I travel only two miles from my home to appreciate a lovely miniature owned by the Andover Center for History & Culture (Figure 5). In early 2017, the Center mounted a Back in Time exhibit of its horological holdings where I peered with joy at this mother-and-child painting in a gilt frame. The artist was town native Clarissa Peters Russell (1809–54), an important American folk-art miniaturist also known as Mrs. Moses B. Russell whose husband was a painter, too. Her many extant portraits of children suggest that these were her specialty. In this double portrait, the gold watch is out of the mother’s pocket and clutched by the child. If that grasp weakened, the mother had hold of the long black ribbon, less costly than a gold chain. Because of the woman’s black dress, and the familiar symbolism of a watch representing mortality, there is the possibility that this work was painted posthumously.
The 2016–17 exhibit at the American Folk Art Museum, Securing the Shadow: Posthumous Portraiture in America, focused on this theme. The exhibit included a private-collection example of a boy holding a watch and chain, attributed to Aaron Dean Fletcher (1817–1902). The description, reproduced on page 113 of the exhibit catalog, states, “In this example, surmised to have been painted posthumously, the child no longer has time on his hands; instead, the watch is suspended from a chain with the winding key pointing heavenward—a sign that it will be wound no more.”
A Horologist, Painted
A portrait of an actual watchmaker (Figure 6) was purchased in Vermont and is in the collection of Old Sturbridge Village in Massachusetts. Neither the sitter nor the artist is known, but the ocean and hilly coastline viewed through the window makes the painting’s assumed inland origin somewhat questionable.
For horologists, the craftsman’s tools are interesting; they include a magnifying loupe and brass double-end calipers used for “truing” balance wheels. The watch proudly displayed by the watchmaker appears to be a typical English timepiece in a thick multipiece hinged, hallmarked silver case, popular and prevalent in America during the hundred years before the Civil War. Few watches at that time were made in America; our “watch makers” principally were repairers and sellers, as has been the case subsequently as well.
For the Children
Children are the sole subjects of some paintings. Sold at a 2013 Skinner auction, a painting by Erastus Salisbury Field, one of our best-known folk artists, featured a boy (Figure 7) living around 1850. Typically, just one of his ears is visible, but the large watch and its thick ribbon are front and center.
A little boy in 1830s attire was caught listening to a watch ticking. The description from the Minneapolis Museum of Art suggests that the portrait, attributed to Samuel Miller, is posthumous, not only because of the watch but also because of the pistol-form watch key. When touring the American Museum and Gardens in Bath, England, in 2019, I saw yet another portrait of a boy with a watch to his ear (Figure 8). It is dated circa 1835 with attribution to Dr. Samuel Addison Shute (1803–36) and/or Ruth Whittier Shute (1803–82).
A circa 1835 Joseph Davis painting of the Frost family is centered on a looking-glass clock, showcasing its bronze powder stenciling and floral-painted dial (Figure 9). This raises the subject of folk art on clock cases, dials, and glasses, a subject perhaps for a future treatise. Whether the Frosts owned such a clock is uncertain; the painter easily could have added signs of affluence, such as the fancy-painted furniture and floor cloth, which may not yet have been in the family’s inventory.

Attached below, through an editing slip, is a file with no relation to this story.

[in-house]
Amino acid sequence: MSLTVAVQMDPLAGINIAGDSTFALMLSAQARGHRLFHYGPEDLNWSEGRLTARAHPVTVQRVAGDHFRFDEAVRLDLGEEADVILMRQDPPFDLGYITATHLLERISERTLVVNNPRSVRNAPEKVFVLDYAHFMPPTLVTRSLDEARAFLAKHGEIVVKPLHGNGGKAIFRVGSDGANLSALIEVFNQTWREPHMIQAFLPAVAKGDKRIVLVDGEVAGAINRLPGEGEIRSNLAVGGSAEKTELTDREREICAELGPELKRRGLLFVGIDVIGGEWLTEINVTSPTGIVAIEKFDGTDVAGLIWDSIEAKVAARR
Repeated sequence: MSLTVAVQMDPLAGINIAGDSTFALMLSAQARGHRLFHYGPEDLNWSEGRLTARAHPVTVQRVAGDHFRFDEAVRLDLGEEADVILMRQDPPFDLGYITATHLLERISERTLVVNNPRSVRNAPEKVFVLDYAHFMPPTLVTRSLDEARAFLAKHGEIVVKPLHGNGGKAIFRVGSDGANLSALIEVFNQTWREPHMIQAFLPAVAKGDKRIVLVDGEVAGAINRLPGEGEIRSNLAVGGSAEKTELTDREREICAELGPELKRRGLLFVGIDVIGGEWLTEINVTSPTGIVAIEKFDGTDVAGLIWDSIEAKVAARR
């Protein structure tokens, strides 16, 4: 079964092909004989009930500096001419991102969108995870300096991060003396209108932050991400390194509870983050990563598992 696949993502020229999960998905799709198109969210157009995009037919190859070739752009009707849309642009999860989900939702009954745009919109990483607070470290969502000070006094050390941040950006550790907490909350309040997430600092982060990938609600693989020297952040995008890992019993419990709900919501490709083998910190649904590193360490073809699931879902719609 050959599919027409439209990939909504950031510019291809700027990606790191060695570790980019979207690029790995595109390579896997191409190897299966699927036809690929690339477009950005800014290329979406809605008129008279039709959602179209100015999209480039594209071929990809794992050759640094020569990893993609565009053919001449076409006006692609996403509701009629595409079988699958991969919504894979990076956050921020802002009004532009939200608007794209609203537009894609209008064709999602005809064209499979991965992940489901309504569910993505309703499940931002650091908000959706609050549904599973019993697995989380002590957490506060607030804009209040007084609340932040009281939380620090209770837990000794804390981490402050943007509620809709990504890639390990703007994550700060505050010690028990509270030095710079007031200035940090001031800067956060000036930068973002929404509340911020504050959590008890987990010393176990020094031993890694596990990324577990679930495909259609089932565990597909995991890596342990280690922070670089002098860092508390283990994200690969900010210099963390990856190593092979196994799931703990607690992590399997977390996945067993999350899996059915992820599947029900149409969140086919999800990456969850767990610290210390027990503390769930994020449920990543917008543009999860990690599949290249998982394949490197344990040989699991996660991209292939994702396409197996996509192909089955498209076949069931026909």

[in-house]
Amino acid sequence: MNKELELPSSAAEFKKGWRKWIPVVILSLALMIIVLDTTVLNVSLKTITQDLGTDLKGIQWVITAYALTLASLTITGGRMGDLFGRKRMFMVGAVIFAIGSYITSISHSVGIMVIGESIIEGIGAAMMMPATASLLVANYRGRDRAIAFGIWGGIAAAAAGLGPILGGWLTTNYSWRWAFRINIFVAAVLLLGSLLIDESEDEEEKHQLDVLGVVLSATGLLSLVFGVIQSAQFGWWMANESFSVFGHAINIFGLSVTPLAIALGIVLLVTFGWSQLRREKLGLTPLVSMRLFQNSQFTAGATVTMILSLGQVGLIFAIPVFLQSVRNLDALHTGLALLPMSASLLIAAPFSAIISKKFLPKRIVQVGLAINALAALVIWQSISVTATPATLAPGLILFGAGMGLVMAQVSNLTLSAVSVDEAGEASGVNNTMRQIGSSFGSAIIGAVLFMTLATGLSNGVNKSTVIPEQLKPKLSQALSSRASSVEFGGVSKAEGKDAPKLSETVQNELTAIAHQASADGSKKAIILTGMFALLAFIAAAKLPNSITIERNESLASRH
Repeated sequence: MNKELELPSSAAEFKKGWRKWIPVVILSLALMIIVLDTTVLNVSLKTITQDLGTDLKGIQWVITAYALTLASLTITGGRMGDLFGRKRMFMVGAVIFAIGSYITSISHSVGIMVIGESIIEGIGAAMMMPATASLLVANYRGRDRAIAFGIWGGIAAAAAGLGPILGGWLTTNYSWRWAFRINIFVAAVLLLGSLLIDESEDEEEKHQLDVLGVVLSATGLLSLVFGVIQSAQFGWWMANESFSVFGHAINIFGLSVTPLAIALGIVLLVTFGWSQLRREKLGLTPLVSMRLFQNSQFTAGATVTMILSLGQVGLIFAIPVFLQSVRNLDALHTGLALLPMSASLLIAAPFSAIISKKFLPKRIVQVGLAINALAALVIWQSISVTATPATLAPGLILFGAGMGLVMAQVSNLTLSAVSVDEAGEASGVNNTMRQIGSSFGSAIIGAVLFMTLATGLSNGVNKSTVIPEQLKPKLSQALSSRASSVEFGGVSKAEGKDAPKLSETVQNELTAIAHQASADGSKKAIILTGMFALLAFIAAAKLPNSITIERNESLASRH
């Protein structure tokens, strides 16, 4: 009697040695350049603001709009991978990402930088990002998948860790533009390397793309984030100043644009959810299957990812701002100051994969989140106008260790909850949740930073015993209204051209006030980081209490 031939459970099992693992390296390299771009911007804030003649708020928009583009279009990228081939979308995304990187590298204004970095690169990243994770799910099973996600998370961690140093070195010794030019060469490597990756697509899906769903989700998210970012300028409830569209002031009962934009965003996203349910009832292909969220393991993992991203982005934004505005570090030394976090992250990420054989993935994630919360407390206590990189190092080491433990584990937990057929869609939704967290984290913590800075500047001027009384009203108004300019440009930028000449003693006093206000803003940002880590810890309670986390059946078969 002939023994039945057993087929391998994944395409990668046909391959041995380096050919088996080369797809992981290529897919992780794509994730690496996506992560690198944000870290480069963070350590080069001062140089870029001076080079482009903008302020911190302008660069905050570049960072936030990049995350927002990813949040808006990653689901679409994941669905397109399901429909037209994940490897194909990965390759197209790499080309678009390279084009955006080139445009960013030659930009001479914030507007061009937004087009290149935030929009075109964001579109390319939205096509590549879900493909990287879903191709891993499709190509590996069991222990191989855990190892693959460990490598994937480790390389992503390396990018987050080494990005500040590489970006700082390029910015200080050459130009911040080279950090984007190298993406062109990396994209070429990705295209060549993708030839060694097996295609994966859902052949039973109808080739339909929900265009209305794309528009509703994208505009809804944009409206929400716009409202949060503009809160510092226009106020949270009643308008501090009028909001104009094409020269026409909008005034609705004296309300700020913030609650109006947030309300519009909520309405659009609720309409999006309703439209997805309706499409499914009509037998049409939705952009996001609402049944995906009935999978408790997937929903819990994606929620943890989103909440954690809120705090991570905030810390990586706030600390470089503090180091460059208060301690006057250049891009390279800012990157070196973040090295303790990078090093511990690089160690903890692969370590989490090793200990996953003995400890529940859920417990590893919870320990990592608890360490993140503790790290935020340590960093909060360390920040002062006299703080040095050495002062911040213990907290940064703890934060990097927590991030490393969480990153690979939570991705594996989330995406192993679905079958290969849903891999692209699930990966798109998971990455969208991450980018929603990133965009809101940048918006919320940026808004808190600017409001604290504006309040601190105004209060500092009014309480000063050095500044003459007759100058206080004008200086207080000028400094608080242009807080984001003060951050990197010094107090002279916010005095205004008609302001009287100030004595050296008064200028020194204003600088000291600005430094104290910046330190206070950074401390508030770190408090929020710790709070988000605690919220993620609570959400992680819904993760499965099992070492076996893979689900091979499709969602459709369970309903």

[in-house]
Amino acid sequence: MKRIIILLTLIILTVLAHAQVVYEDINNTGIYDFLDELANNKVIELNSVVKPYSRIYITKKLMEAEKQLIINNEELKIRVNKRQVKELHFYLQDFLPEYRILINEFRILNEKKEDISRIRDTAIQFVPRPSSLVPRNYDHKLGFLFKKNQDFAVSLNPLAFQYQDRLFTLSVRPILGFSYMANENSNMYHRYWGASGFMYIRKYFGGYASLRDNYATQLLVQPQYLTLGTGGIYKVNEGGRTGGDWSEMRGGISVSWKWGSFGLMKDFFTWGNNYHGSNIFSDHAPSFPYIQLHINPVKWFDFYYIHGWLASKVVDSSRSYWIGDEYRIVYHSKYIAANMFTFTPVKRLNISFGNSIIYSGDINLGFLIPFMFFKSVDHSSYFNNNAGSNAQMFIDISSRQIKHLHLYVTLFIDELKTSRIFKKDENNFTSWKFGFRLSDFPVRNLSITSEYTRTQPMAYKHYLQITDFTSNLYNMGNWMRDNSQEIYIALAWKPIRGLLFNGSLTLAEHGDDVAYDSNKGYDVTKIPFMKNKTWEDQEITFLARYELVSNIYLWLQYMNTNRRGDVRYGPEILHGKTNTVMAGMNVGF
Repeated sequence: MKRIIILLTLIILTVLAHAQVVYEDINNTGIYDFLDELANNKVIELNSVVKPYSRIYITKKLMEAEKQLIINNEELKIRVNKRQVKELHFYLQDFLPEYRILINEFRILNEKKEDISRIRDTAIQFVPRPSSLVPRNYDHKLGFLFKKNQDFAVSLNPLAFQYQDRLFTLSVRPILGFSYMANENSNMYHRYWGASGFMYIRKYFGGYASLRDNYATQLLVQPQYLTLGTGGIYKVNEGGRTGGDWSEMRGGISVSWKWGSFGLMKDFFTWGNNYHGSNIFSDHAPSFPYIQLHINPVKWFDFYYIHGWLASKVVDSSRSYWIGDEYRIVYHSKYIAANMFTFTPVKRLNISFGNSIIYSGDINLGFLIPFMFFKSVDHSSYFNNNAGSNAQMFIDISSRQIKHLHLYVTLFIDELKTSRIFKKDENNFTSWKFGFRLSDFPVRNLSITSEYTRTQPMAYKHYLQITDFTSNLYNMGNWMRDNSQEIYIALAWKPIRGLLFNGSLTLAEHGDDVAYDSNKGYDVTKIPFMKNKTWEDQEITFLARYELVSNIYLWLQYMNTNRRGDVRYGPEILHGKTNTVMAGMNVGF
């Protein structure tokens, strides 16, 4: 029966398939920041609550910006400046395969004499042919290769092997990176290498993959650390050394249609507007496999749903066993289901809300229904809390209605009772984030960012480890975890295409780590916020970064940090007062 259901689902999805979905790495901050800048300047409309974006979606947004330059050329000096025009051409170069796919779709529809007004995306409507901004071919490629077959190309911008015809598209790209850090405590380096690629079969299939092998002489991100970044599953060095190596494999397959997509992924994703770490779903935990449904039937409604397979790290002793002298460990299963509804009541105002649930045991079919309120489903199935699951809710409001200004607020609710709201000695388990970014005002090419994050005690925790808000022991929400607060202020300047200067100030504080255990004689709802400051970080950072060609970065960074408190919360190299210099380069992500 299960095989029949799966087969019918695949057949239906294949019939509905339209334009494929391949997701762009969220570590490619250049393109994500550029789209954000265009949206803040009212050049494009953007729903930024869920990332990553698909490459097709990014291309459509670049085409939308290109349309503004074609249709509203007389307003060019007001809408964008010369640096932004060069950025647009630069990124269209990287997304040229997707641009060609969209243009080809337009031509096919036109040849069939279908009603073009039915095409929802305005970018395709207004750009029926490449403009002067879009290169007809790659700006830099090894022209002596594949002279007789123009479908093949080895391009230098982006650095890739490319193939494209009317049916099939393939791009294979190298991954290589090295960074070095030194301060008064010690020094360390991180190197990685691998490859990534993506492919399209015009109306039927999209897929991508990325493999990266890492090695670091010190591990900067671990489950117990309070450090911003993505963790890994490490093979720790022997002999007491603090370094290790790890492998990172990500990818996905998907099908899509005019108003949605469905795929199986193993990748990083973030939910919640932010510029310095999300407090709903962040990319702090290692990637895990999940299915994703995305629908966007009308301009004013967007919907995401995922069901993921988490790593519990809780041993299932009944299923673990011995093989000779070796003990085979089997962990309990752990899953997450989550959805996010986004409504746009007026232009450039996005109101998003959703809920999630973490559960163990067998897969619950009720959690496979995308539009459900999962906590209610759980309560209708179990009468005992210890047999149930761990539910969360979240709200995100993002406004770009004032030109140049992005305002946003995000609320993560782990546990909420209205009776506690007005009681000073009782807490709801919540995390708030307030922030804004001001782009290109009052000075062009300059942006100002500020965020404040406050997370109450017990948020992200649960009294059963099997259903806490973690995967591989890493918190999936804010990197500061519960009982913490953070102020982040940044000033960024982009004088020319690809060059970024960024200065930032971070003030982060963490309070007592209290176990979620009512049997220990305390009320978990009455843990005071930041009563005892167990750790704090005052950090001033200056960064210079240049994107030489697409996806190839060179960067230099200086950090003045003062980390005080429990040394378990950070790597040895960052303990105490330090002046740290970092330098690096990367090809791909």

While less expensive than a tall clock, a decorative shelf clock still could cost as much as $10, more than nearly any other household item they owned. Rufus Porter, for example, would paint a mural covering an entire large room for less money.
From German-speaking Pennsylvania, several frakturs depict clocks with their traditional symbolism. One colorful example, with an abundance of fine script (Figure 10), sold in 2019 at Skinner. It was a circa 1840 pen-and-ink watercolor birth letter from Pennsylvania titled The Spiritual Chimes. Clocks from that time and place can be highly decorative, but usually not to such an exuberant extent.
Professor David P. Jaffee (1955-2017) read from his 2010 book A New Nation of Goods: The Material Culture of Early America at the 2015 Historic Deerfield Decorative Arts Forum. I appreciated his insights even more. Entirely relevant to timepieces in American folk art, he asserted that artifacts were not “tossed in just as illustrations” and that if we “learn to look” we can gain much knowledge about the lives and culture of our forbearers.
About the Author
Bob Frishman was introduced to horology in 1980 and in 1992 founded Bell-Time Clocks for repair and sales. Always more than a vocation, horology has important connections with history and culture that have drawn him to its broader significance. As a horology scholar and promoter, he has written more than 100 articles and reviews, lectured to public audiences more than 100 times, and organized related conferences at Winterthur, Museum of Fine Arts Boston, Henry Ford Museum, and Museum of the American Revolution. He is a Fellow of the National Association of Watch & Clock Collectors, and a Liveryman of the Worshipful Company of Clockmakers, London, England. Presently he is researching and writing a book about Colonial Philadelphia clockmaker Edward Duffield. Learn more at www.bell-time.com.